Steinem preaches an outdated brand of feminism

By Alyssa Sanford
Web Editor

This past week, Gloria Steinem — the celebrated women’s rights activist and journalist — visited the College to deliver a lecture. I can’t decide if this was poor or impeccable timing, given how often Steinem has been making headlines lately.

We all know the controversy by now: In early February, former Secretary of State Madeleine Albright and Steinem spoke at a rally for Democratic presidential candidate Hillary Clinton ahead of the New Hampshire primary. The duo essentially said that any young woman who is supporting Sen. Bernie Sanders instead of Clinton is not a true feminist. This, coming from two well-regarded feminists in our nation’s recent history, is dangerous.

“There’s a special place in hell for women who don’t help each other!” Albright reportedly said, according to the New York Times.

In an interview with Bill Maher, Steinem suggested that young women are voting for Sanders because they’re hoping to attract male attention: “When you’re young, you’re thinking: ‘Where are the boys? The boys are with Bernie,’” she said, according to the same New York Times article.

Steinem has since apologized for these controversial remarks, but women are still objecting to Steinem. The backlash has gotten to the point that the clothing company Lands’ End had to pull a featured interview with Steinem from their upcoming spring catalog.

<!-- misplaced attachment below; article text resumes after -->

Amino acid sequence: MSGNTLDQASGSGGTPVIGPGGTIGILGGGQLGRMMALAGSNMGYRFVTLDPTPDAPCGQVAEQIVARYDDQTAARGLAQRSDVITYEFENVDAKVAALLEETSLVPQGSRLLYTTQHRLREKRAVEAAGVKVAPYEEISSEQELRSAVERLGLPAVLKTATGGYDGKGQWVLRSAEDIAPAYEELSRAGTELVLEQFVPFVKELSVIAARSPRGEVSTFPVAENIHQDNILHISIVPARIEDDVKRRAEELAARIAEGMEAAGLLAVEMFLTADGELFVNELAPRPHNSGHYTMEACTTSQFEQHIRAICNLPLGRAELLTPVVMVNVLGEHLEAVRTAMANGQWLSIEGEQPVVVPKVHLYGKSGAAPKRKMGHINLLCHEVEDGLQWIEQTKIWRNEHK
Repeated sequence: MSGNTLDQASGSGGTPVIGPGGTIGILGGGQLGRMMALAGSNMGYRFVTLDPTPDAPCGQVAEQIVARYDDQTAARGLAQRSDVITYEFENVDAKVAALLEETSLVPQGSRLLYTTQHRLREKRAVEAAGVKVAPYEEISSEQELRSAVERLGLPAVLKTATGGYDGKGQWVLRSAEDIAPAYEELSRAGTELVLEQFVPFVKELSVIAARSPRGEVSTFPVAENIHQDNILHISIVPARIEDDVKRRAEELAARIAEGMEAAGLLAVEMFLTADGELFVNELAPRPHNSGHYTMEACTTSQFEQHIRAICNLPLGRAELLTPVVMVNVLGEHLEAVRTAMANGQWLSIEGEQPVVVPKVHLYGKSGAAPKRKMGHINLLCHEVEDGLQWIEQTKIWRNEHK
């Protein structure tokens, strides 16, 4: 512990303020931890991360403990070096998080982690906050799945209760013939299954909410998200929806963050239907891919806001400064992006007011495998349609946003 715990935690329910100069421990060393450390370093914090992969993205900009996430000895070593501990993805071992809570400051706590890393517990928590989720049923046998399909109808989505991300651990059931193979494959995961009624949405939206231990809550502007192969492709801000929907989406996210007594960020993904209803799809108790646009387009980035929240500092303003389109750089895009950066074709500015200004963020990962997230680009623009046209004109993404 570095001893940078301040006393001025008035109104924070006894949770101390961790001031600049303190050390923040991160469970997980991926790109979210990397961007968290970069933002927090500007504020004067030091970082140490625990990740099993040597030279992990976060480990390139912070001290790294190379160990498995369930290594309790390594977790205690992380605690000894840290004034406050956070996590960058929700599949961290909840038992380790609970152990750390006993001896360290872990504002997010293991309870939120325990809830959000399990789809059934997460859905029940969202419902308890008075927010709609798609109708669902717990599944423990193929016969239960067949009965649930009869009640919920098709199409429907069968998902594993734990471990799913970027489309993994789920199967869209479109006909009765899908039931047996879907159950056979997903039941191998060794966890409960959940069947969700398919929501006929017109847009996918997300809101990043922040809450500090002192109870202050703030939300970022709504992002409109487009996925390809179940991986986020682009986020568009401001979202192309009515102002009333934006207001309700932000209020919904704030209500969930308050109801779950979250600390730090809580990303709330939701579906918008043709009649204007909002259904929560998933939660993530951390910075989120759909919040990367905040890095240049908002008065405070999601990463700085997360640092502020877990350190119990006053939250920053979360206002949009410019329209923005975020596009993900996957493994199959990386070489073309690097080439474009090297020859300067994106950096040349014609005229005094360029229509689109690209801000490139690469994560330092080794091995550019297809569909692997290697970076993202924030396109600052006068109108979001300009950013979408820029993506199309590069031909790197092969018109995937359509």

I respect Steinem and all that she’s done to advance women’s rights since the 1960s. As a feminist, I certainly can’t begrudge her the right to speak out in favor of women supporting other women in politics. I believe it’s time to put a woman in the White House, too.

But I object to being told that it’s my duty as a young woman and a feminist to vote for a woman, just because it’s politically expedient.

At that rally in New Hampshire a few weeks ago, Steinem, Albright and Clinton advocated for an outdated brand of feminism. They asked women to rally behind a female politician for the sake of female empowerment.

To me, that’s not feminism. That’s tokenism.

I’m still undecided about who I’m going to vote for in November, but I know that whoever I do choose to support, it will be the candidate who is most qualified to be president. It won’t be because he or she represents an underrepresented class of people.

I resent the implication that all young feminists are obliged to vote for Clinton because she’s a woman. Personally, I feel that feminism is about giving women the freedom to make choices without having to explain themselves. If young female voters want to support Sanders or Rubio or a third-party candidate, it’s ultimately their decision. If they rally behind Clinton because they believe she is the best candidate, that’s perfectly acceptable, too.

I won’t be guilted into voting one way or another. Even though they’re from a bygone era of feminism, I think Steinem’s words are pertinent here: “A feminist is anyone who recognizes the equality and full humanity of women and men.”